In college, when my front driver’s side window decided to stop working, I had the brilliant idea of fixing it myself. I figured a mechanic would charge well over a $1,000, and I could figure it out on my own. I had a video with instructions, so what was the risk, right? I bought the parts needed and after disassembling the door panel, I took one look at the mass of wires and delicate parts and knew I was in over my head. I eventually got the window to go up and down, but I broke a piece of the interior door panel, which made the automatic locks trip up.
The lesson here? Sometimes the professionals do know best. In the legal field this is especially true. As one judge said to an unrepresented defendant during the course of his murder trial:
You don’t know how to ask a question. You don’t know how to offer things into evidence. You keep making stupid speeches. You keep saying you are good at this. You are not. I do not say this to insult you.
— Justice Carol Berkman to Robert Camarano, a pro se litigant representing himself in a murder trial in New York State Supreme Court.
Unfortunately, whether in a murder trial or a 10-minute hearing, attorneys and judges have either thought or said the same thing, in dealing with an unrepresented party. Unrepresented parties, or pro se parties, are all too common. The frequency of pro se parties is a depressing reality for those, like me, that want a good clean “game” and not a massacre because a pro se party doesn’t know the rules of evidence or even commonly known trial practices.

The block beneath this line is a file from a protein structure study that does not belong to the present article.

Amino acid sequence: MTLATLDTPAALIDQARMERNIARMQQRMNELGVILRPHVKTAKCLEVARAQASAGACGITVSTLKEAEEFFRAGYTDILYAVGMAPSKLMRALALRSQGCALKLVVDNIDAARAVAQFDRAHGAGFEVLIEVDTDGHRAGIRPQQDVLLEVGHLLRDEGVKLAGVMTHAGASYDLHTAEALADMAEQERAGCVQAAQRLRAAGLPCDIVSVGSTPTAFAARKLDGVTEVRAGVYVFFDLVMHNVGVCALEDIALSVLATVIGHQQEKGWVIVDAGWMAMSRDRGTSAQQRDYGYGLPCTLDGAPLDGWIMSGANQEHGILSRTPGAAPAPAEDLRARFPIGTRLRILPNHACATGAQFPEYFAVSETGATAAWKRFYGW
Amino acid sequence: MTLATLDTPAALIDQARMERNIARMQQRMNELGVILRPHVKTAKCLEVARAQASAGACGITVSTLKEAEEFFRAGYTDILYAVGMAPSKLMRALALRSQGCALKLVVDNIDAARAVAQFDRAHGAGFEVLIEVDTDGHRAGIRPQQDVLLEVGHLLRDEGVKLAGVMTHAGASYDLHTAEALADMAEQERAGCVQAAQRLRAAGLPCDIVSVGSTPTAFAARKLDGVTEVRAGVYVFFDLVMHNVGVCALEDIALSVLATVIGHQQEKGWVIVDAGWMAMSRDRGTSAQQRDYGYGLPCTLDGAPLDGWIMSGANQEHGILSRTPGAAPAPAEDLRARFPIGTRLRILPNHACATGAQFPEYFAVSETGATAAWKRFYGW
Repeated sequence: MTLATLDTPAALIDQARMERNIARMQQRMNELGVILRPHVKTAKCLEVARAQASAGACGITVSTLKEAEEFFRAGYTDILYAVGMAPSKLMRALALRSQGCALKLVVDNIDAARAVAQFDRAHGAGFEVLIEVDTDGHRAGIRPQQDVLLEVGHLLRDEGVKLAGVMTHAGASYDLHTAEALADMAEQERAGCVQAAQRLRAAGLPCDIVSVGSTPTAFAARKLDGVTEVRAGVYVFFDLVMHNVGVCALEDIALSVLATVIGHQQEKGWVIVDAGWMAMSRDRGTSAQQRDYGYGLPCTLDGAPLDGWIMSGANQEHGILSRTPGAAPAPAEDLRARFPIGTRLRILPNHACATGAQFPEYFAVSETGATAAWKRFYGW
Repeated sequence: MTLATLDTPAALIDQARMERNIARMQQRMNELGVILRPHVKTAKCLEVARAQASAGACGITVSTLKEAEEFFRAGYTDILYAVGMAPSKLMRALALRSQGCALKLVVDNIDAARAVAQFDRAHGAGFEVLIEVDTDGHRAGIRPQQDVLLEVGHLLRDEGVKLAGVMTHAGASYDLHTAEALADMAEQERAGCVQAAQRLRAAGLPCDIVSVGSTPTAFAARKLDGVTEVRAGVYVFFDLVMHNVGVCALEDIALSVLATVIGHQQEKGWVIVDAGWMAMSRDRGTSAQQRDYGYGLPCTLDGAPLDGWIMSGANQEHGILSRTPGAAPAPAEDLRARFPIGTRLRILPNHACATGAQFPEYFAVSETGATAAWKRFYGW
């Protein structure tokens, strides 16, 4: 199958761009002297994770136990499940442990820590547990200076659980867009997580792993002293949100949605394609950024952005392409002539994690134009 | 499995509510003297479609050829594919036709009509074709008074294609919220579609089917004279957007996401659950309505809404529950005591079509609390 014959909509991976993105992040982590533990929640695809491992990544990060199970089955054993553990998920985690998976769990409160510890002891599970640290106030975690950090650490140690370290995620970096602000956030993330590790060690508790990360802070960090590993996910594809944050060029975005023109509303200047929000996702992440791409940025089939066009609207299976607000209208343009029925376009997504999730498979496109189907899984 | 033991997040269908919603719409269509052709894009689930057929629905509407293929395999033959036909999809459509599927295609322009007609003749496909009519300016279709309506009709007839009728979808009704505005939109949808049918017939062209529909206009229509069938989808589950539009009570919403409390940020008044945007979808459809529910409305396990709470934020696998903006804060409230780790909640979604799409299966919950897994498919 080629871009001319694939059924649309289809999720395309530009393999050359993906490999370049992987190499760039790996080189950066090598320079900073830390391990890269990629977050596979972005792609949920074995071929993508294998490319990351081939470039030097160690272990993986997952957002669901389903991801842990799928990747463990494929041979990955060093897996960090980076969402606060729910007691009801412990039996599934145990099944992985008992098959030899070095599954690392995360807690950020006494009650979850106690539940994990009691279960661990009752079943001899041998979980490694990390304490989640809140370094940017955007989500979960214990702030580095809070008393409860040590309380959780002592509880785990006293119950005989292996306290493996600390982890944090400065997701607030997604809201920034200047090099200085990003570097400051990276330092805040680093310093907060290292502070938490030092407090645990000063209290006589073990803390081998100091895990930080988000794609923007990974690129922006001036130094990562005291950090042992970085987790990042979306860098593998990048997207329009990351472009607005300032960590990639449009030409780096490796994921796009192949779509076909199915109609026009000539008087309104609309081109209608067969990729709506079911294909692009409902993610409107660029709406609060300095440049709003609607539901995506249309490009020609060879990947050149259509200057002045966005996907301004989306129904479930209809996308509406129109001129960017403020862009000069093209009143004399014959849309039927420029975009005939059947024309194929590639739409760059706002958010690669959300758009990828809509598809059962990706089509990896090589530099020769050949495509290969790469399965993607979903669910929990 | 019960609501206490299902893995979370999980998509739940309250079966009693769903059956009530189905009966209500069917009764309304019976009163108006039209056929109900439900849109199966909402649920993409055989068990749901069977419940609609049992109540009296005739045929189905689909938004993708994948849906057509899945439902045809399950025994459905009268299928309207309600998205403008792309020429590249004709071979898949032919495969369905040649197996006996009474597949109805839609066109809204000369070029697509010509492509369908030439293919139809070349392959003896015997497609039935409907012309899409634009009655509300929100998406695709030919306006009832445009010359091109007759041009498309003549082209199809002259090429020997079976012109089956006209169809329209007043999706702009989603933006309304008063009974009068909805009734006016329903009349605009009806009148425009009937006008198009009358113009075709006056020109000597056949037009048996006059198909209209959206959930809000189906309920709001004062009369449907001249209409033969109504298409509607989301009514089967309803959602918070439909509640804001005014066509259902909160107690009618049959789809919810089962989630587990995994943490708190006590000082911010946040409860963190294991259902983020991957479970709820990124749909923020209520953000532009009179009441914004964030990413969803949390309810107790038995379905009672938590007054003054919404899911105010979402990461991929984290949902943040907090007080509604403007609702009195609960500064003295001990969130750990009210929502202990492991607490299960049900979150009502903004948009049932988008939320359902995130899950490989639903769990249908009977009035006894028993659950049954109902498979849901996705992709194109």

As a law professor of mine used to say, you don’t “win” a trial in a rout, you win in one of those 17 to 14 decisions by a field goal. That is how most cases are, at least between parties with attorneys, but when a pro se party is involved, it is often a blowout. It’s a complete rout because the pro se party doesn’t even know the rules of the game.
It’s not just court where pro se litigants are disadvantaged, it’s also in drafting. In divorce and custody orders especially, I’ve seen a misworded sentence cost a party ten of thousands of dollars.
So what’s my advice to those thinking of fixing their legal problem alone? Visit an attorney and ask questions. You may learn quite quickly that you are out of your league. You may realize the matter requires less in attorney’s fees than you thought. You may have newfound confidence in going it alone. Either way, you’ll have a chance to pick the brain of a professional in the field. I couldn’t really consult with a mechanic before going it alone, but you can consult with an attorney.